I’m not at all surprised to see this, actually. It’s typical and rather normal, unfortunately.
I can’t not like the David Byrne.
stop making sense
I was reading the New Yorker’s coverage of the Turkish Coup, and came across this article written six months earlier.
It explains a bit about Turkish secularism.
In 2010, I moved to Istanbul, where I taught at a university and reported for this magazine for three years. I found that, much like America, Turkey was polarizing into two camps that were increasingly unable to communicate with each other. There was a new dichotomy I had never heard of before: the “white Turks” (Westernized secular élites in Istanbul and Ankara) versus the “black Turks” (the pious Muslim middle and lower-middle classes of Anatolia). The black Turks were the underdogs, while the white Turks were the racists who despised them. Jenny White writes, “The term ‘Black Turk’ is used by Kemalists to disparage Turks of lower-class or peasant heritage, who are considered to be uncivilized, patriarchal, not modern, and mired in Islam, even if they have moved into the middle class.” Erdoğan proudly declared that he was a black Turk.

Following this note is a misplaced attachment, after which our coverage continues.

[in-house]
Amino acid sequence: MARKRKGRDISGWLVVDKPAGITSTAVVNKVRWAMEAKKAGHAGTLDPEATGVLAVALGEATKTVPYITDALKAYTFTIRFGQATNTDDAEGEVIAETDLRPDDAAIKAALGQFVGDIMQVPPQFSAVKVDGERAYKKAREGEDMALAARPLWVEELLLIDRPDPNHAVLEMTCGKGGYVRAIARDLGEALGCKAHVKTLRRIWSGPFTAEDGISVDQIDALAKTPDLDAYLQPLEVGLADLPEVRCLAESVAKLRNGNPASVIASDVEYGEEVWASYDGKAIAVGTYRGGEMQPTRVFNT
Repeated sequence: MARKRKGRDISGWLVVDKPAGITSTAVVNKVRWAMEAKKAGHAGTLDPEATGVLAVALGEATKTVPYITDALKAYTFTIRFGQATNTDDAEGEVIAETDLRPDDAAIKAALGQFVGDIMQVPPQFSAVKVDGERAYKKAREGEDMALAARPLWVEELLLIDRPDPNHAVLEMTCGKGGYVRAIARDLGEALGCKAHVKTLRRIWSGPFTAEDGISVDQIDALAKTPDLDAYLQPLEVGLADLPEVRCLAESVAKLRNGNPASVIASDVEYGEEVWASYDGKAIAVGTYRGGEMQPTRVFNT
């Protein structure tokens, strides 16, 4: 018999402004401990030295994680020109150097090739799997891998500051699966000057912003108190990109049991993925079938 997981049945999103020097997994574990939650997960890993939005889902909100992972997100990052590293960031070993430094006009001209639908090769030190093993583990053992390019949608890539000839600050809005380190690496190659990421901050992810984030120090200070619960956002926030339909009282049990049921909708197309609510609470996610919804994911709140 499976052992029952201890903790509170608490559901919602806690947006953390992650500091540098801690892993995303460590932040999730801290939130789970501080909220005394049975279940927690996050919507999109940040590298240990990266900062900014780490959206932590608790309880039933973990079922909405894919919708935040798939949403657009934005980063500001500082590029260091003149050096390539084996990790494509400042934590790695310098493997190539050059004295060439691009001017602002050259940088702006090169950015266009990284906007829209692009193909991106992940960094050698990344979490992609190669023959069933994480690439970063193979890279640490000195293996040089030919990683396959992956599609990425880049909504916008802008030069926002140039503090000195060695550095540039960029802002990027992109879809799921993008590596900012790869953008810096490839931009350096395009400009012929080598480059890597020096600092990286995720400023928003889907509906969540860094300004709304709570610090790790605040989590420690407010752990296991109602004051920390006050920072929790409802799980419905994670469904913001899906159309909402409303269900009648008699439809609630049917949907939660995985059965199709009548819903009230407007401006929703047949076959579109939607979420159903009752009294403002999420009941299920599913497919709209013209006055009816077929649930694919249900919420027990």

The black and white breakdown was difficult for me to understand. My mother’s family—fair-skinned Ankara professionals who once had a chauffeur and a gardener—clearly fit the “white” profile. My father’s relatives in Adana were generally less educated and darker-complexioned. His father owned a store that sold textile dye to shepherds. There was a brief time when my father wore a mustache. Yet my father had written the essay in praise of Atatürk in his high-school yearbook, his sisters were pro-choice, none of the women in his family wore head scarves except to do housework, and I had never heard any of them express the remotest hint of nostalgia for the Ottoman past. I had heard relatives on both sides of my family worry that, if Atatürk’s reforms were undone, Turkey could end up “like Iran.” So who were my father’s family—also white Turks?